Travelling abroad to visit family and friends in the UK is going to be more difficult for most people in 2020, as part of the European Union’s travel ban on the US.
Read more: Chris Staps: We’ve been here beforeBut there are some signs of life, as the latest edition of the British Medical Journal published a study in which people from other European countries who have lived in the United Kingdom for the past four years were asked about their travel plans for the year 2020.
The authors of the study, Dr. Paul Jansen and Dr. David Green, who are from the University of Oxford, surveyed 5,907 adults from around the country, all from different regions of England and Wales.
The study found that around 10% of the people in the study were planning to travel to the United States in 2020.
Of those, just over a quarter (26%) had plans to travel outside of the United UK to visit friends or relatives in the US, and a further 6% had plans for overseas visits, including holiday and business trips.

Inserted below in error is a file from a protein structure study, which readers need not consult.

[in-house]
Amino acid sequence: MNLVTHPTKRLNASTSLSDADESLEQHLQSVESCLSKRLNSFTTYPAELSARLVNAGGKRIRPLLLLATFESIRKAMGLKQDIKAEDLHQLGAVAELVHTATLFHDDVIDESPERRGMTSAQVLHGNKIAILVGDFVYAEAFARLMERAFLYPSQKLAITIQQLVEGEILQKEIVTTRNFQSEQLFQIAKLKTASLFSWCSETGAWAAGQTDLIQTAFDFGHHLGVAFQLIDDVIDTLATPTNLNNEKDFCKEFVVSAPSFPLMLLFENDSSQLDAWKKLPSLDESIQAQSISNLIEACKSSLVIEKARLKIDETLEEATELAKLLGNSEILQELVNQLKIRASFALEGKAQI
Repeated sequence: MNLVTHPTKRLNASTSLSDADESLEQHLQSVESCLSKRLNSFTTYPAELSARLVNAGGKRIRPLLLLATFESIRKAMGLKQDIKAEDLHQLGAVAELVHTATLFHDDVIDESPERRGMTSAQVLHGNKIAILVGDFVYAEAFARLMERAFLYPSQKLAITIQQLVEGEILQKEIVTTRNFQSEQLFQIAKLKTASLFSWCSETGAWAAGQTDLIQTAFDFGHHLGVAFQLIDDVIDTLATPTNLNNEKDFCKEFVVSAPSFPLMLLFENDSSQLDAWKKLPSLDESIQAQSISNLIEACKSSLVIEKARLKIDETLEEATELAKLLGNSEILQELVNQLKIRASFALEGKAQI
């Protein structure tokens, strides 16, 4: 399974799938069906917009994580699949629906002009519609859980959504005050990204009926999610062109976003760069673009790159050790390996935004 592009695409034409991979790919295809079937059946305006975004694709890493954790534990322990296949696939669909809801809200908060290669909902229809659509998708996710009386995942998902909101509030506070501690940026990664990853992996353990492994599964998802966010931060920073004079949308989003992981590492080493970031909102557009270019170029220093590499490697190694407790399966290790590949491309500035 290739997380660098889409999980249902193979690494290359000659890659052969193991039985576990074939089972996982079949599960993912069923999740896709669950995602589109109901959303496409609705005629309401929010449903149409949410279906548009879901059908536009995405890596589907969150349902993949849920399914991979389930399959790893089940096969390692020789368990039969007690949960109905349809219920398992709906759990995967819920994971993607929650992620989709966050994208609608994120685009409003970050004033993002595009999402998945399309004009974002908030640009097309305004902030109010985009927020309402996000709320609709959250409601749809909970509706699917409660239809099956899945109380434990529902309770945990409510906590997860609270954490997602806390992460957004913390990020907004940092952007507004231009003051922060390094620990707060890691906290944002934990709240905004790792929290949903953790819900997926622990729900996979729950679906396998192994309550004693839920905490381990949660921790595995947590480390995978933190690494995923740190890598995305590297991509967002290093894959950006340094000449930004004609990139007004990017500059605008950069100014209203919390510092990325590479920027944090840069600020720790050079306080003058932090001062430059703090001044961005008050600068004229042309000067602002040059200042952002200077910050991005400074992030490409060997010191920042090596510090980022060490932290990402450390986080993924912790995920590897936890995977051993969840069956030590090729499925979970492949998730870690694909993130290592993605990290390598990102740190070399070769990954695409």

But for people from outside of England, the situation was much more complicated.
Of the people surveyed who had a plan to travel abroad to travel, less than a third (34%) were planning a trip to the US for the whole year.
In contrast, just under half (46%) of those who had plans were planning trips to the Netherlands, Spain, Germany, France, Italy, the Netherlands and Sweden.
However, the study does not have enough information on which European countries people would choose to visit, as there are no national plans in place to make travel to those countries compulsory.
While some people from overseas may choose to travel in the coming year, the survey found that some would still prefer to stay in the country where they live, with just over half (55%) of people who were planning abroad in 2020 saying they would choose a country that is not part of Europe, compared to just over three-quarters (76%) of respondents who were intending to stay the same place.
The survey also found that a majority of people would prefer to travel within the EU rather than to travel out of it.
Nearly a third of people surveyed (34%), who were from other EU countries, said they would prefer not to travel from the UK to other EU states.
The researchers said this was largely due to the costs associated with going abroad to live and work, and the cost of having to return home.